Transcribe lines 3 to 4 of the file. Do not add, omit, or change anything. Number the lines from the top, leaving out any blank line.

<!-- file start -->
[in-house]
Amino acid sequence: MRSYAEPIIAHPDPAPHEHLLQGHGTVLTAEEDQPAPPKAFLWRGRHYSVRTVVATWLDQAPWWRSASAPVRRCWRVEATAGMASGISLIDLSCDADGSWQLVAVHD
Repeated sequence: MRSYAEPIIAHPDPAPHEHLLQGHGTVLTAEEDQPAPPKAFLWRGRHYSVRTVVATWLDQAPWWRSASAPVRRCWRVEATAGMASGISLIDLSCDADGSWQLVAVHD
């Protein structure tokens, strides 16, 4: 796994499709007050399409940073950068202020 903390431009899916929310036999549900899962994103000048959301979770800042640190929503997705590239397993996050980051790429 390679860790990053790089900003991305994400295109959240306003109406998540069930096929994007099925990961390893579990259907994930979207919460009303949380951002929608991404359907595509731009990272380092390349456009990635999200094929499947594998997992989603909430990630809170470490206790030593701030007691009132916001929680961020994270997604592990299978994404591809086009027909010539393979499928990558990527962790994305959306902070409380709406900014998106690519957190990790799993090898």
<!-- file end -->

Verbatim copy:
Repeated sequence: MRSYAEPIIAHPDPAPHEHLLQGHGTVLTAEEDQPAPPKAFLWRGRHYSVRTVVATWLDQAPWWRSASAPVRRCWRVEATAGMASGISLIDLSCDADGSWQLVAVHD
């Protein structure tokens, strides 16, 4: 796994499709007050399409940073950068202020 903390431009899916929310036999549900899962994103000048959301979770800042640190929503997705590239397993996050980051790429 390679860790990053790089900003991305994400295109959240306003109406998540069930096929994007099925990961390893579990259907994930979207919460009303949380951002929608991404359907595509731009990272380092390349456009990635999200094929499947594998997992989603909430990630809170470490206790030593701030007691009132916001929680961020994270997604592990299978994404591809086009027909010539393979499928990558990527962790994305959306902070409380709406900014998106690519957190990790799993090898």